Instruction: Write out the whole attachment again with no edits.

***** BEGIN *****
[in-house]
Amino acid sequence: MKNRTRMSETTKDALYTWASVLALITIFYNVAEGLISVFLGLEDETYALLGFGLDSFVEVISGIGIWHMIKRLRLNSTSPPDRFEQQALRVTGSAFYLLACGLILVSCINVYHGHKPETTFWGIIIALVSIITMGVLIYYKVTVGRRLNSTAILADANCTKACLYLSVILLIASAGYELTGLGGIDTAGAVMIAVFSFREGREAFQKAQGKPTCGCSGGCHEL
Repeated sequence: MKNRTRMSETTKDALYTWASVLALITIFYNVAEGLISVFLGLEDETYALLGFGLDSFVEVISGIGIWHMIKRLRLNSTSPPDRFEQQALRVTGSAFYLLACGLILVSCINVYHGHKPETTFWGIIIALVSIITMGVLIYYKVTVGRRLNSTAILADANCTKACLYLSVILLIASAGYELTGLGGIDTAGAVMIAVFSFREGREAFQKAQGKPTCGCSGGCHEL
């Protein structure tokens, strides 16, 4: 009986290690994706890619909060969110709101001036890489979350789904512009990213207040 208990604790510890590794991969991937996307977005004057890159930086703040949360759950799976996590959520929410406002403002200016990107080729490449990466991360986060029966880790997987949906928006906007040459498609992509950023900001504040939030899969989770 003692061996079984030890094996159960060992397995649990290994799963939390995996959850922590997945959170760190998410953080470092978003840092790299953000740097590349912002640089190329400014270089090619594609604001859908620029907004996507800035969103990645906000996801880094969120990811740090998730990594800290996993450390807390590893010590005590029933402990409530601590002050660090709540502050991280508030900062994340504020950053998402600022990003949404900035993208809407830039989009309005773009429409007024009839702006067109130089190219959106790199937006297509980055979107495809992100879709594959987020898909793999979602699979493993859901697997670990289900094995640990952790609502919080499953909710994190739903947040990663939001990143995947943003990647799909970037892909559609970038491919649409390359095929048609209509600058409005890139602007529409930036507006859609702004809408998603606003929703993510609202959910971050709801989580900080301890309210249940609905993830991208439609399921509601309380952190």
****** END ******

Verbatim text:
[in-house]
Amino acid sequence: MKNRTRMSETTKDALYTWASVLALITIFYNVAEGLISVFLGLEDETYALLGFGLDSFVEVISGIGIWHMIKRLRLNSTSPPDRFEQQALRVTGSAFYLLACGLILVSCINVYHGHKPETTFWGIIIALVSIITMGVLIYYKVTVGRRLNSTAILADANCTKACLYLSVILLIASAGYELTGLGGIDTAGAVMIAVFSFREGREAFQKAQGKPTCGCSGGCHEL
Repeated sequence: MKNRTRMSETTKDALYTWASVLALITIFYNVAEGLISVFLGLEDETYALLGFGLDSFVEVISGIGIWHMIKRLRLNSTSPPDRFEQQALRVTGSAFYLLACGLILVSCINVYHGHKPETTFWGIIIALVSIITMGVLIYYKVTVGRRLNSTAILADANCTKACLYLSVILLIASAGYELTGLGGIDTAGAVMIAVFSFREGREAFQKAQGKPTCGCSGGCHEL
């Protein structure tokens, strides 16, 4: 009986290690994706890619909060969110709101001036890489979350789904512009990213207040 208990604790510890590794991969991937996307977005004057890159930086703040949360759950799976996590959520929410406002403002200016990107080729490449990466991360986060029966880790997987949906928006906007040459498609992509950023900001504040939030899969989770 003692061996079984030890094996159960060992397995649990290994799963939390995996959850922590997945959170760190998410953080470092978003840092790299953000740097590349912002640089190329400014270089090619594609604001859908620029907004996507800035969103990645906000996801880094969120990811740090998730990594800290996993450390807390590893010590005590029933402990409530601590002050660090709540502050991280508030900062994340504020950053998402600022990003949404900035993208809407830039989009309005773009429409007024009839702006067109130089190219959106790199937006297509980055979107495809992100879709594959987020898909793999979602699979493993859901697997670990289900094995640990952790609502919080499953909710994190739903947040990663939001990143995947943003990647799909970037892909559609970038491919649409390359095929048609209509600058409005890139602007529409930036507006859609702004809408998603606003929703993510609202959910971050709801989580900080301890309210249940609905993830991208439609399921509601309380952190």